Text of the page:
If you’re stuck in the dehumidifier vs. air conditioning dilemma, don’t worry, you’re not the only one. Today, we’ll walk you through the similarities and differences between both devices so that you're able to make an informed buying decision.
Let's get down to brass tacks.
Dehumidifier vs. Air Conditioning: What They Do
Let’s start by creating a general scope of the functions of each of these devices, starting with dehumidifiers. A dehumidifier's primary job is to bring the humidity levels back to normal; anywhere between 30% and 50%, according to your natural climate, and whether it’s warm or cold.
When you reduce the extra humidity that is already present in the air, that can bring the temperature down one or two degrees; nevertheless, it’s not a noticeable change. The main aim here is to bring humidity levels down and make the air dryer lighter and easier to breathe.
On the other hand, air conditioners are merely concerned with the temperature. Their main job is to cool the air around you and bring the temperature down so that you’re more comfortable in general.
A lot of air conditioners come with filters and ionizer options, all of which improve the quality of the air around you. Still, the main goal remains the same: to cool down the room or the entire house to the specified air temperature.
Dehumidifier vs. Air Conditioning: Mechanism
Now, we’ll discuss how each of these devices achieves its end result, and we’ll try to simplify the process as much as possible.
Let’s start with dehumidifiers. What dehumidifiers do is absorb the air already present inside the room and pass it through a few components that suck out all of the excess moisture. Next, that moisture is either stored in a tank.
Note that some dehumidifiers come with direct drainage through a hose. Such units don't come with storage tanks, eliminating the need to empty the tanks every now and then.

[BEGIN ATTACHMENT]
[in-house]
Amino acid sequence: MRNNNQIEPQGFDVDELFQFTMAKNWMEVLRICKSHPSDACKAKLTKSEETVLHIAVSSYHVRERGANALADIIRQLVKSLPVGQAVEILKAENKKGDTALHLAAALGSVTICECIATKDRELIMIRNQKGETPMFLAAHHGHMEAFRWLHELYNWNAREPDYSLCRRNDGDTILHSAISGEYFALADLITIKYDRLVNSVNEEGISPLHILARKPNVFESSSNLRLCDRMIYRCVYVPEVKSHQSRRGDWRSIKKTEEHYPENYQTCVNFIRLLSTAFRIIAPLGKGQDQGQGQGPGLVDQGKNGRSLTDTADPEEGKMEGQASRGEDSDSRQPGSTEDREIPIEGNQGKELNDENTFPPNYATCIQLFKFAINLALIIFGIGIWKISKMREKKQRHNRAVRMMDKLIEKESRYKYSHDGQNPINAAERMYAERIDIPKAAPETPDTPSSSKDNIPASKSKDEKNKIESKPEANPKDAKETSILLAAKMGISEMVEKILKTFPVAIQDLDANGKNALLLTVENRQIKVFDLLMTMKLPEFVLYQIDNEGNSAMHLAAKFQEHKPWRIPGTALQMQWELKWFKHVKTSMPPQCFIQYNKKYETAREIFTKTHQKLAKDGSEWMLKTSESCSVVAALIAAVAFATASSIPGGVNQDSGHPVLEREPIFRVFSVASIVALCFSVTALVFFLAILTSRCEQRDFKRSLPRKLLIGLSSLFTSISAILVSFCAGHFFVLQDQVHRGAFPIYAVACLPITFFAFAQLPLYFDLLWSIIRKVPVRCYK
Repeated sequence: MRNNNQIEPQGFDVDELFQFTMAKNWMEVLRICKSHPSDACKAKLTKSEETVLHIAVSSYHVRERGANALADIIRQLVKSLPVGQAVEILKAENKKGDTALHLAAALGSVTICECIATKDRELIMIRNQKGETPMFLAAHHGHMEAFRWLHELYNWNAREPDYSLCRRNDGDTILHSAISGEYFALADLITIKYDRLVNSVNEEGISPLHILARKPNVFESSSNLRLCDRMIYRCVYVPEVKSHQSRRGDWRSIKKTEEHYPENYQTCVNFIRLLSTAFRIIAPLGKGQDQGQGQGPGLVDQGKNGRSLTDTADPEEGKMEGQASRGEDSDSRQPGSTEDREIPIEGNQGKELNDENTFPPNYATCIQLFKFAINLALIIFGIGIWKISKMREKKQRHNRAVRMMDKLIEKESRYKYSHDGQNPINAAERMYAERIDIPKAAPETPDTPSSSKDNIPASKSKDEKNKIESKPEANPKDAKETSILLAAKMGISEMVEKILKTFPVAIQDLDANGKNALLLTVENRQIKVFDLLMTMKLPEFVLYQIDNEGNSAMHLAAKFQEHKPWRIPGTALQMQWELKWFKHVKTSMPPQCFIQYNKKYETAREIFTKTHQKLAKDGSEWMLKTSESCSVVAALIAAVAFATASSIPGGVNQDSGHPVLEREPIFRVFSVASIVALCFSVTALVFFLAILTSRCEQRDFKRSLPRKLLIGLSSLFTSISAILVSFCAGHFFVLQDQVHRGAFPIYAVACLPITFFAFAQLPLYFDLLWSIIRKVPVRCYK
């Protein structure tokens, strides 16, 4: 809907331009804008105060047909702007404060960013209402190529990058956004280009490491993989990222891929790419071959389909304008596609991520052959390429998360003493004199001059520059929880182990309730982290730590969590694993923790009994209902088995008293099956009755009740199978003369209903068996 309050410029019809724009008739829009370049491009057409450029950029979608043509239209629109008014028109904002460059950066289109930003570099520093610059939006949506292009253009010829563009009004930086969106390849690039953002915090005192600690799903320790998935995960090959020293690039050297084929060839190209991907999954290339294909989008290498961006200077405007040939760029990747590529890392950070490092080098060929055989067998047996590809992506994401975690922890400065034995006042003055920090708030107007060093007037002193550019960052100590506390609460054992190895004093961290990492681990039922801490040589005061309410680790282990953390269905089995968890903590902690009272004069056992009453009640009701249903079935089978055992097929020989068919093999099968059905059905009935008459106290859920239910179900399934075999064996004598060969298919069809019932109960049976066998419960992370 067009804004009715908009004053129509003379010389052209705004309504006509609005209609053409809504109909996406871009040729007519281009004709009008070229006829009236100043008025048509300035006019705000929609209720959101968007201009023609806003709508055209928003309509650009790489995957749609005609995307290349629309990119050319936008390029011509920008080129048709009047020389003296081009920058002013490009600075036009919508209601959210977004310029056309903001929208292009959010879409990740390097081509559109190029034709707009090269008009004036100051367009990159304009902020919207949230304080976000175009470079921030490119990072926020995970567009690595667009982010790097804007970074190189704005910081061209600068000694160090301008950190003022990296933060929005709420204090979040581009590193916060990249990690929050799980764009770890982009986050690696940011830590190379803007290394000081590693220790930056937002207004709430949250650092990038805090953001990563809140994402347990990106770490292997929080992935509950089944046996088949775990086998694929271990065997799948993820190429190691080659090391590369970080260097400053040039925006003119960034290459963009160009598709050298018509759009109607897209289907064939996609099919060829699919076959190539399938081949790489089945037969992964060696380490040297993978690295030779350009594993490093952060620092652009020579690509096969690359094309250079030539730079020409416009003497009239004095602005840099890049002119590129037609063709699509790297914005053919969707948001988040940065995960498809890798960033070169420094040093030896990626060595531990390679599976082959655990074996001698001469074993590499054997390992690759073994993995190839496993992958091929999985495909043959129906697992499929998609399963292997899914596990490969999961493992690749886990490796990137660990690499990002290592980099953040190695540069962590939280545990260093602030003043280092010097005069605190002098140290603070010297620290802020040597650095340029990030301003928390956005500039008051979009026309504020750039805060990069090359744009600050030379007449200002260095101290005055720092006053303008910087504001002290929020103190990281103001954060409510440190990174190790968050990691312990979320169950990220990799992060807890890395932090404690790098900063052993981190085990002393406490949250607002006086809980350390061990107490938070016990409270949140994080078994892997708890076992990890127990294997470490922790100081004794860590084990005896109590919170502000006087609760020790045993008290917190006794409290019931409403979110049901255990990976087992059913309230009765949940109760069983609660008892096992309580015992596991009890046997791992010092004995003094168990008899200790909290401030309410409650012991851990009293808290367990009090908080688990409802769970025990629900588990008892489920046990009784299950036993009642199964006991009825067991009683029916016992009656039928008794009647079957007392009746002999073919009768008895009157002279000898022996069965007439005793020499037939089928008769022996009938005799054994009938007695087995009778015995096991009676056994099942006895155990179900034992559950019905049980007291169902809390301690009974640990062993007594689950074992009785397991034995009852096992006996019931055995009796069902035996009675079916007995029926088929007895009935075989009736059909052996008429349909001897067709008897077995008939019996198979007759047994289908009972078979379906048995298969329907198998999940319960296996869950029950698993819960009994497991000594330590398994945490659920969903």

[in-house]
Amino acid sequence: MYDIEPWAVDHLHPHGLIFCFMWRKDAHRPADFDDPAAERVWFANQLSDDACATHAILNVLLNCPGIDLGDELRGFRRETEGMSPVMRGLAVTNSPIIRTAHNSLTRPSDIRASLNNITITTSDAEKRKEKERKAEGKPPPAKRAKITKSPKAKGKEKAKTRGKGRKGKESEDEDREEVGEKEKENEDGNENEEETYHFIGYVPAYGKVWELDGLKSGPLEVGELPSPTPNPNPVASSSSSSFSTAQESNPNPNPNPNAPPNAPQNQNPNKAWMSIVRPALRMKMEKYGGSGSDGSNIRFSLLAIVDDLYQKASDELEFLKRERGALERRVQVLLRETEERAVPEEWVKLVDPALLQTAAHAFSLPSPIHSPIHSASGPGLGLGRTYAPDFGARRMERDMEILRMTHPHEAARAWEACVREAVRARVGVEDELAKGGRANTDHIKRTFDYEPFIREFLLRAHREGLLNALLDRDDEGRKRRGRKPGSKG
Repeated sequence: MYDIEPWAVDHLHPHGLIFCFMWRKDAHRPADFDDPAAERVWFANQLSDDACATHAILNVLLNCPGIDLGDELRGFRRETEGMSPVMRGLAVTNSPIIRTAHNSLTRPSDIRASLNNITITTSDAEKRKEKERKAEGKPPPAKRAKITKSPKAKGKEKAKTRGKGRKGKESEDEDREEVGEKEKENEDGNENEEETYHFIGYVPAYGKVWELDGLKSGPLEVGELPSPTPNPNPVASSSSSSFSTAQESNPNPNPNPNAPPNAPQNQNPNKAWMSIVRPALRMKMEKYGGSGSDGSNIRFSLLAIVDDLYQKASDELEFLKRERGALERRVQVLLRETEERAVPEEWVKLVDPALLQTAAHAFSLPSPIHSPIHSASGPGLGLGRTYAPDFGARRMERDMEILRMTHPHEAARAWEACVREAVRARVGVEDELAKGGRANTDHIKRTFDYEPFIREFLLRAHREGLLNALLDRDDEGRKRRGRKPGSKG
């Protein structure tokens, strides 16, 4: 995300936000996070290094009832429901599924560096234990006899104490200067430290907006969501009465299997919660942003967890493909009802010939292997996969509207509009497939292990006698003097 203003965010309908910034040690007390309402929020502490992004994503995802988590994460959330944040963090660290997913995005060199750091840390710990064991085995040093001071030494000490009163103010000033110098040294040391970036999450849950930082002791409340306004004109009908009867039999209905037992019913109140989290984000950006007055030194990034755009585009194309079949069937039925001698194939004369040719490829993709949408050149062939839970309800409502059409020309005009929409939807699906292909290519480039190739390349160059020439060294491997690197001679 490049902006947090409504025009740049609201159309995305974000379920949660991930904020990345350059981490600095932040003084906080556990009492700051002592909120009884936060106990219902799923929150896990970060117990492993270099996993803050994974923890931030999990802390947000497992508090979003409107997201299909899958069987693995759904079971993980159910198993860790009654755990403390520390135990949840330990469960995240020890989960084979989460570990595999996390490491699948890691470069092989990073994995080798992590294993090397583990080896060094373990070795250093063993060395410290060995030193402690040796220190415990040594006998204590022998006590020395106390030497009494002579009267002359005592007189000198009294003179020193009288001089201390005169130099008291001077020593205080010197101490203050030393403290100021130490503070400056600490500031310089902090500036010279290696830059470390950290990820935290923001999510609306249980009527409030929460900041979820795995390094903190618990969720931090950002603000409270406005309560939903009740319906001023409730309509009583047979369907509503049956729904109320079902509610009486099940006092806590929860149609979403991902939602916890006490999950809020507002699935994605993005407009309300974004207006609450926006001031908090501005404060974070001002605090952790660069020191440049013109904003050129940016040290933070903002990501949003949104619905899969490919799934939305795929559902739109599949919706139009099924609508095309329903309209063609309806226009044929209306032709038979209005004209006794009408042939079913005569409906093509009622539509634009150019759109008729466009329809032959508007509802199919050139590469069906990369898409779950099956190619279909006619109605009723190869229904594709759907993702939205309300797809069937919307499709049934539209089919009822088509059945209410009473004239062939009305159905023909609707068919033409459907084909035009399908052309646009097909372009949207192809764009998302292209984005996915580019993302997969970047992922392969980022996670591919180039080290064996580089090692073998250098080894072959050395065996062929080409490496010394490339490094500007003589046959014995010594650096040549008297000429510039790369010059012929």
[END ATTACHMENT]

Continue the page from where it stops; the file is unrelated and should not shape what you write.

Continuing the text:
The components differ from one type of dehumidifier to the other, and that’s what we’ll discuss in the next point in detail; but the general concept remains the same. After the air has been dried, it comes out of the dehumidifier, and the cycle goes on.
On the other end of the spectrum, air conditioners bring in the air from the outside to the inside. Before that air can come anywhere near the inside of the room, it passes by an evaporator coil that absorbs the heat from it.
Another integral component of ACs is the refrigerant liquid, which does require replenishment now and then. This refrigerant also absorbs the heat from the air before it's blown into the room by the action of the fan.
The refrigerant, then, changes its state from liquid to gas and reaches the compressor, which in turn subjects the refrigerant gas to high pressure, turning it into high-pressure vapor. This is what is released outside of your house.
Types of Dehumidifiers
We've just mentioned that there are types of dehumidifiers and that each one of them tends to reduce the humidity in the air in a different way. So, let’s discuss each of these types in detail, as each one of them has its own pros and cons.
First, we’ve got the refrigerant dehumidifiers, which, as suggested by the name, use refrigerant liquid just like refrigerators, and that’s where the slight drop in temperature comes.
The refrigerant liquid has a cooling effect on the air particles; then, the air is passed over low-temperature metal plates, or condenser coils, so that all of the extra moisture condenses and falls into the water tank or the drainage hose.